Partnership in immunisation

A GP and a community pharmacist were sitting in the coffee shop – well sitting in the bar would sound like the start to a joke.

The GP says – “you know I hate flu immunisation. We have so many to do the practice is absolutely full; they are expanding the numbers all the time, then moan when we don’t surpass the targets. We have to put on extra clinics and are even thinking about opening at the weekend – but with all the overheads we are hardly likely to break even”.

The Pharmacist says – “Ha – I hate Saturday afternoon and Sunday. We are open and you are closed, it is hardly worth it for me, but it is part of my contract”.

A lightbulb moment!

“How about running the additional flu clinic in the pharmacy. You book patients in on a Saturday and Sunday. Double book them and your nurse and the duty pharmacist can alternate patients so we both make some money”.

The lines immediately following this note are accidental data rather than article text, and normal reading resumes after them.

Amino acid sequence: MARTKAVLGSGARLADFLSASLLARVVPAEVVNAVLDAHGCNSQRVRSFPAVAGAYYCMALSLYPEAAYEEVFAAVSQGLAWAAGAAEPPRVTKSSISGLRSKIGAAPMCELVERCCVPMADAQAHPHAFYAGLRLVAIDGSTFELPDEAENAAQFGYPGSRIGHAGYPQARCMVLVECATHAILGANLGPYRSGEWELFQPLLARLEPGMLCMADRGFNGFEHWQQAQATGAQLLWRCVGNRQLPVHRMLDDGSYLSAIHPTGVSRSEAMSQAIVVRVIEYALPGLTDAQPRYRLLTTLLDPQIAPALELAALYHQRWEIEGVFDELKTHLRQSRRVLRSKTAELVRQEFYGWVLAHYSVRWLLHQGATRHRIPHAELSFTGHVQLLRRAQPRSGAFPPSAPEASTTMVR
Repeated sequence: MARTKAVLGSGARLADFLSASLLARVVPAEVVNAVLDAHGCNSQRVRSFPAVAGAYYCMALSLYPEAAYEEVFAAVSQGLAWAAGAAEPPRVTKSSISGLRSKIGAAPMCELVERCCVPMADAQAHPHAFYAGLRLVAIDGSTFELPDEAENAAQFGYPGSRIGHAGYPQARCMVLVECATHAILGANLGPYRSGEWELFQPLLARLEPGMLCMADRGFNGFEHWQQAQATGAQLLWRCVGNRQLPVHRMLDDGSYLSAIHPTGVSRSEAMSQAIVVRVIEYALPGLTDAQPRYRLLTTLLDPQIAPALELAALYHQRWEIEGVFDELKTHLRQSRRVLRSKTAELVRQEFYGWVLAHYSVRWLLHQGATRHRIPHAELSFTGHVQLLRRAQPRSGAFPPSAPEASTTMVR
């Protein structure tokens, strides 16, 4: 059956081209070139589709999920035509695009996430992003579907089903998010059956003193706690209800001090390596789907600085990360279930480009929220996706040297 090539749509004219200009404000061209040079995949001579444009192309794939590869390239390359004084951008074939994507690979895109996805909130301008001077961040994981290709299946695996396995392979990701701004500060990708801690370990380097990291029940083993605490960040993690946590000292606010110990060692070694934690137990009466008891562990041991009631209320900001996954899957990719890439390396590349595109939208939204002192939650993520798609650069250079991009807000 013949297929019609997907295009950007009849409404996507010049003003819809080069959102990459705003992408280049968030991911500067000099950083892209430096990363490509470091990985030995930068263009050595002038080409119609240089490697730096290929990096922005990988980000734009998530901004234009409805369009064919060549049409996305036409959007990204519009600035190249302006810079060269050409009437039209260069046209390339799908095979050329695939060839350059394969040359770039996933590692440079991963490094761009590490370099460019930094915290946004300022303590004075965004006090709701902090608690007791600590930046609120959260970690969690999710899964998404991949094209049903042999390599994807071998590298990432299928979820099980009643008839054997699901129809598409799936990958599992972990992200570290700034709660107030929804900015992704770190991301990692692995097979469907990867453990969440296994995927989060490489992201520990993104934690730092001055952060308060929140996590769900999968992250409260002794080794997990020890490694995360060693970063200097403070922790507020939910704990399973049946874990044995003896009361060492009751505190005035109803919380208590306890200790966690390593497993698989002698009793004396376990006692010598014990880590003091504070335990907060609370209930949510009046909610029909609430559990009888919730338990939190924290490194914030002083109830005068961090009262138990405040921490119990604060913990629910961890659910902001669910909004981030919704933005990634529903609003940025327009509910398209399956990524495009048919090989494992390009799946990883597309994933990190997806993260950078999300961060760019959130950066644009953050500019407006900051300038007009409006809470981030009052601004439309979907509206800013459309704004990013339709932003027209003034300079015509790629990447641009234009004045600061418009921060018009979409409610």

“Hmm”, smiled the GP, “and I wouldn’t need to open up”.

“No, and while the patients are waiting they might get some advice on other common conditions or even buy something”.

“Sounds like a good arrangement to me”, Agreed the GP. However, last year one of the practice nurses had an accident and went sick, if it happens again could you help me out?”

“OK – I have three pharmacists that work for me, I am sure I can arrange for one to do some of your clinics if you cover their costs”.

 

Now why doesn’t it work like this everywhere?

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Health vs Illness